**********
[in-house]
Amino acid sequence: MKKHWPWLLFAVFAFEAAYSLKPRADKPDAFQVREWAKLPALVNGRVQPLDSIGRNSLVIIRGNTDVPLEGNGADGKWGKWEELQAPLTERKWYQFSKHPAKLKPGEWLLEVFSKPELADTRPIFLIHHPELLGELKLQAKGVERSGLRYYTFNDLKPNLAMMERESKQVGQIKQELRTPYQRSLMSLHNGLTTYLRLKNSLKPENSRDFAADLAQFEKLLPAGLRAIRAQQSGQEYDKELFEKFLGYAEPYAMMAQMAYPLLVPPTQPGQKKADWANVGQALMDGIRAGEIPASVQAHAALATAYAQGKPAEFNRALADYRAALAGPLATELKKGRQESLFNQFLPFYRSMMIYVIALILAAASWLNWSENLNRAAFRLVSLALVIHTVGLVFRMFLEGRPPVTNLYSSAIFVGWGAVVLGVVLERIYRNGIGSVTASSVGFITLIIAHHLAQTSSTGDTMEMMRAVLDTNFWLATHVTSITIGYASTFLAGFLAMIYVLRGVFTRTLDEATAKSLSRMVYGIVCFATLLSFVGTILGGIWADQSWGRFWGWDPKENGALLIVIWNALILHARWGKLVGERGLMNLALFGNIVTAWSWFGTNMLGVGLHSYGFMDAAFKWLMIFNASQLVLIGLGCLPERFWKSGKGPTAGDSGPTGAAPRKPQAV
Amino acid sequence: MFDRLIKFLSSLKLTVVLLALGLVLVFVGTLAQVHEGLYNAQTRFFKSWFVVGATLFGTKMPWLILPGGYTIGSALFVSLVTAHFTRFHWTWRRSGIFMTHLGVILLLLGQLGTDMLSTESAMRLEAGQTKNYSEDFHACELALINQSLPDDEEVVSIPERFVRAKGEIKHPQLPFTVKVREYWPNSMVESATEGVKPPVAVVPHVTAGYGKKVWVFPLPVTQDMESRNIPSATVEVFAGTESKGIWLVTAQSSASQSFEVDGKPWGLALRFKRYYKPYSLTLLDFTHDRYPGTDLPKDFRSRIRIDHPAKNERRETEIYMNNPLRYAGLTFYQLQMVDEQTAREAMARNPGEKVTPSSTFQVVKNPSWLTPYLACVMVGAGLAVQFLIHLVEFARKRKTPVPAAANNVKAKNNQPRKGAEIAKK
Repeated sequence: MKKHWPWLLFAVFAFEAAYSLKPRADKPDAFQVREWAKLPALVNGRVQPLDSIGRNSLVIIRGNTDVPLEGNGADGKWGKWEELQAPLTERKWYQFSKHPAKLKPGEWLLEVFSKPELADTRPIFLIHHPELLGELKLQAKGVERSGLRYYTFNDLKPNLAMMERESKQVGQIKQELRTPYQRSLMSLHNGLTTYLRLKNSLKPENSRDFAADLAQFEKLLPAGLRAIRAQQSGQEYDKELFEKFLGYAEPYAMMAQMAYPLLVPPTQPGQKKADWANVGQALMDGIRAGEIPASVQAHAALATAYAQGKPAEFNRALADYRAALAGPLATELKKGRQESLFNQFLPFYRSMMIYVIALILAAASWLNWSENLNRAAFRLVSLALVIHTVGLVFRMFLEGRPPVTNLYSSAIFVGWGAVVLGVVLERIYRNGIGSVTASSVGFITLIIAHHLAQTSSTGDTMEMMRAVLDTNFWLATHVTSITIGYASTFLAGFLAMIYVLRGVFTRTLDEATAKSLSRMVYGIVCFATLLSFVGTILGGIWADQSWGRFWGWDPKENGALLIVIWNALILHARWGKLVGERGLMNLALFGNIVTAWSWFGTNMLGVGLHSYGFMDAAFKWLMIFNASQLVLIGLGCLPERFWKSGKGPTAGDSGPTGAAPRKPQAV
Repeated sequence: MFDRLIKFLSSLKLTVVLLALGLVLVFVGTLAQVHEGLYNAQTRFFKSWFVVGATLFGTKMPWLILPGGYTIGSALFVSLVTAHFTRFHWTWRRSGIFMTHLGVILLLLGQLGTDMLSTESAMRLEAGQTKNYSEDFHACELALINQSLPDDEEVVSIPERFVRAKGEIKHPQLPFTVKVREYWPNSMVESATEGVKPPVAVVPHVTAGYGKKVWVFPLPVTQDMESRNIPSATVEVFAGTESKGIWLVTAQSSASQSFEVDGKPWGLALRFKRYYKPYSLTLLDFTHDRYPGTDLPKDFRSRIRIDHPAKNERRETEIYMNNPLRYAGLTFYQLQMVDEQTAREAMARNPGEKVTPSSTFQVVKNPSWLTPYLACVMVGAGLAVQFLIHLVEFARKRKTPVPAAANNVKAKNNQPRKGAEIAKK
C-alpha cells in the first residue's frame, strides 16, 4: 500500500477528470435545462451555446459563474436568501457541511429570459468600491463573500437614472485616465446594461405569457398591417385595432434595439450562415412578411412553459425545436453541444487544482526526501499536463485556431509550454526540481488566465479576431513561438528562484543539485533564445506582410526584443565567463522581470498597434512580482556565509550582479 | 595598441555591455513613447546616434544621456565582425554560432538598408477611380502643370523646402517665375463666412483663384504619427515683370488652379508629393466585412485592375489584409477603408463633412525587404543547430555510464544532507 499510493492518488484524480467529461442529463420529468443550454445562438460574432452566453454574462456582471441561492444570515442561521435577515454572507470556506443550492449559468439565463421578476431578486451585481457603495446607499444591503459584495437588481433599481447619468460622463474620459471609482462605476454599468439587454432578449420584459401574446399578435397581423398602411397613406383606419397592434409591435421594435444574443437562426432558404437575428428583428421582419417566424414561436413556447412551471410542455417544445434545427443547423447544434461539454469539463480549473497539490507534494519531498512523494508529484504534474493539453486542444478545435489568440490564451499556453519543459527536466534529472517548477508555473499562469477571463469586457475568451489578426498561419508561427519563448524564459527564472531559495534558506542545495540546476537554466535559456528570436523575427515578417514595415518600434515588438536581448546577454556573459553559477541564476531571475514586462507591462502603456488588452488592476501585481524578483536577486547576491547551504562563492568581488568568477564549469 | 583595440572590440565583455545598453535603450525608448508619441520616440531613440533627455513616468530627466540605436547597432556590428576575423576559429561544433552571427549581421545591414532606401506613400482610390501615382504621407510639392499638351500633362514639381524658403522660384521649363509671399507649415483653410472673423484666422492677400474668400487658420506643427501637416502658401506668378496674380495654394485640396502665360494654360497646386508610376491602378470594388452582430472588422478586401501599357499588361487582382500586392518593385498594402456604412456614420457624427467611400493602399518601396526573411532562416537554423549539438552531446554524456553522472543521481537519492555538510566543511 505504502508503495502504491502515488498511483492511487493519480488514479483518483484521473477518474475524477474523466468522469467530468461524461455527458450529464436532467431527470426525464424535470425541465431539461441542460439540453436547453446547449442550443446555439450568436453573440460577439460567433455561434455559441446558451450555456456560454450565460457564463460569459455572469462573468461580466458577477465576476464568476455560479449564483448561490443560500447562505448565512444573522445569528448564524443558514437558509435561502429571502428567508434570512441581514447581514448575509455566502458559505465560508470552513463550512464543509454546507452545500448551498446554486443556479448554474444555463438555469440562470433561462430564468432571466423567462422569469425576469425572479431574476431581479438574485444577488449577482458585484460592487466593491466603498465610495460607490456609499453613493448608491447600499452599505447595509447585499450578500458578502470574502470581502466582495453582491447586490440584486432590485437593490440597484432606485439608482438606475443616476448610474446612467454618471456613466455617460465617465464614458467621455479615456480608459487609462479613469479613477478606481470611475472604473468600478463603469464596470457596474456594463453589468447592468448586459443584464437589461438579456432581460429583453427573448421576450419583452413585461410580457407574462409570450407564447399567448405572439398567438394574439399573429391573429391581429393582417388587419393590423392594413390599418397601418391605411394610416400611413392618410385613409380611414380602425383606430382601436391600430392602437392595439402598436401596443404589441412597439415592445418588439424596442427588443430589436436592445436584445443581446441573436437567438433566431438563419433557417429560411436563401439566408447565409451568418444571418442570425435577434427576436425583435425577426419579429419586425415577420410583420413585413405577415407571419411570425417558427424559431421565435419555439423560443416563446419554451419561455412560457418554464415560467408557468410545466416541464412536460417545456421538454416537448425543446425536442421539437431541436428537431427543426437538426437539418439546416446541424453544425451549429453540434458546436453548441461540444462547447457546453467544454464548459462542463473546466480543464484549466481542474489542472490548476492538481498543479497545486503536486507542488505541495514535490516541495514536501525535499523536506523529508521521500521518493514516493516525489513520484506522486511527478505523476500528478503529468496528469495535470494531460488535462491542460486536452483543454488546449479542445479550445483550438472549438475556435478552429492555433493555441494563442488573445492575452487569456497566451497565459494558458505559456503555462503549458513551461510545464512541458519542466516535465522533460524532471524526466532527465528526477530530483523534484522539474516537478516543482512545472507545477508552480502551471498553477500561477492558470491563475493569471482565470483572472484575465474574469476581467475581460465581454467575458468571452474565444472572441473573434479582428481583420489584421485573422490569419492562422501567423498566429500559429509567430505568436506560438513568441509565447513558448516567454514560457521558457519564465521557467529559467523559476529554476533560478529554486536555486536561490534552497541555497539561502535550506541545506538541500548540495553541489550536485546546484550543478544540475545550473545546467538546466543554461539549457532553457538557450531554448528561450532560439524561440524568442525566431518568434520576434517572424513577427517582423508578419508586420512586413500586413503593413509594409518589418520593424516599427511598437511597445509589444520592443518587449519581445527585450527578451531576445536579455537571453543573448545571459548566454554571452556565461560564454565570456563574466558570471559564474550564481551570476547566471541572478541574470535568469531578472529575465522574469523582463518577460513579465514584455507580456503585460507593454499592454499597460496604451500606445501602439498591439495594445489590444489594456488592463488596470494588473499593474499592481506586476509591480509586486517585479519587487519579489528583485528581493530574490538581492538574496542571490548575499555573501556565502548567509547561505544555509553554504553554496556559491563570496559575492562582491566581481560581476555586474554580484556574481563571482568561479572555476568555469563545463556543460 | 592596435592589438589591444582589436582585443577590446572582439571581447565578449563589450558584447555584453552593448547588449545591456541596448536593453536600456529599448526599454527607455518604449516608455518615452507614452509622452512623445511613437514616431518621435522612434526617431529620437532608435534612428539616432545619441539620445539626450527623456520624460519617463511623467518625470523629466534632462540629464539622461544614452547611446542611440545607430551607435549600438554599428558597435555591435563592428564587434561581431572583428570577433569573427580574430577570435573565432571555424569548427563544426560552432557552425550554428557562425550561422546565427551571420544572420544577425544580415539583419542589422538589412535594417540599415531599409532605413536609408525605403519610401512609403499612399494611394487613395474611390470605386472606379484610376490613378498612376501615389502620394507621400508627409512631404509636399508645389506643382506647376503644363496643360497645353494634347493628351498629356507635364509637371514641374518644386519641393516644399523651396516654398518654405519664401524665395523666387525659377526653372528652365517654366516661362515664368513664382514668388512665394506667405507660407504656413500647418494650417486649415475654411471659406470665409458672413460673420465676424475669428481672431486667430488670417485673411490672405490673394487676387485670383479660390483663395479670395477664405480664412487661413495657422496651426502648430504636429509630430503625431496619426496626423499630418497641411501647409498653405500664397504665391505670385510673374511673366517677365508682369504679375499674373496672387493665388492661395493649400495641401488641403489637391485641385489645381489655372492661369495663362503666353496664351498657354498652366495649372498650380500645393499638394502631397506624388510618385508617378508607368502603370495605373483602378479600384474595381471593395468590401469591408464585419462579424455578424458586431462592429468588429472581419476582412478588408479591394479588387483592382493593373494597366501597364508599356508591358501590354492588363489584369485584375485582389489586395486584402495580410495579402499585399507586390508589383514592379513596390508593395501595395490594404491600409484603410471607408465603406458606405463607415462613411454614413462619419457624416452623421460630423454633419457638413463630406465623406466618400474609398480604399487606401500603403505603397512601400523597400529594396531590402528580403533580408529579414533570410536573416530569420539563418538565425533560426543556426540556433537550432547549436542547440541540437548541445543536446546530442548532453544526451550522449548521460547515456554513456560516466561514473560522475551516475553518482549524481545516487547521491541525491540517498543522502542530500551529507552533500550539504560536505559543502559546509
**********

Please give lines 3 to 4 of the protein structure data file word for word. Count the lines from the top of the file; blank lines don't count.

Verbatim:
Amino acid sequence: MFDRLIKFLSSLKLTVVLLALGLVLVFVGTLAQVHEGLYNAQTRFFKSWFVVGATLFGTKMPWLILPGGYTIGSALFVSLVTAHFTRFHWTWRRSGIFMTHLGVILLLLGQLGTDMLSTESAMRLEAGQTKNYSEDFHACELALINQSLPDDEEVVSIPERFVRAKGEIKHPQLPFTVKVREYWPNSMVESATEGVKPPVAVVPHVTAGYGKKVWVFPLPVTQDMESRNIPSATVEVFAGTESKGIWLVTAQSSASQSFEVDGKPWGLALRFKRYYKPYSLTLLDFTHDRYPGTDLPKDFRSRIRIDHPAKNERRETEIYMNNPLRYAGLTFYQLQMVDEQTAREAMARNPGEKVTPSSTFQVVKNPSWLTPYLACVMVGAGLAVQFLIHLVEFARKRKTPVPAAANNVKAKNNQPRKGAEIAKK
Repeated sequence: MKKHWPWLLFAVFAFEAAYSLKPRADKPDAFQVREWAKLPALVNGRVQPLDSIGRNSLVIIRGNTDVPLEGNGADGKWGKWEELQAPLTERKWYQFSKHPAKLKPGEWLLEVFSKPELADTRPIFLIHHPELLGELKLQAKGVERSGLRYYTFNDLKPNLAMMERESKQVGQIKQELRTPYQRSLMSLHNGLTTYLRLKNSLKPENSRDFAADLAQFEKLLPAGLRAIRAQQSGQEYDKELFEKFLGYAEPYAMMAQMAYPLLVPPTQPGQKKADWANVGQALMDGIRAGEIPASVQAHAALATAYAQGKPAEFNRALADYRAALAGPLATELKKGRQESLFNQFLPFYRSMMIYVIALILAAASWLNWSENLNRAAFRLVSLALVIHTVGLVFRMFLEGRPPVTNLYSSAIFVGWGAVVLGVVLERIYRNGIGSVTASSVGFITLIIAHHLAQTSSTGDTMEMMRAVLDTNFWLATHVTSITIGYASTFLAGFLAMIYVLRGVFTRTLDEATAKSLSRMVYGIVCFATLLSFVGTILGGIWADQSWGRFWGWDPKENGALLIVIWNALILHARWGKLVGERGLMNLALFGNIVTAWSWFGTNMLGVGLHSYGFMDAAFKWLMIFNASQLVLIGLGCLPERFWKSGKGPTAGDSGPTGAAPRKPQAV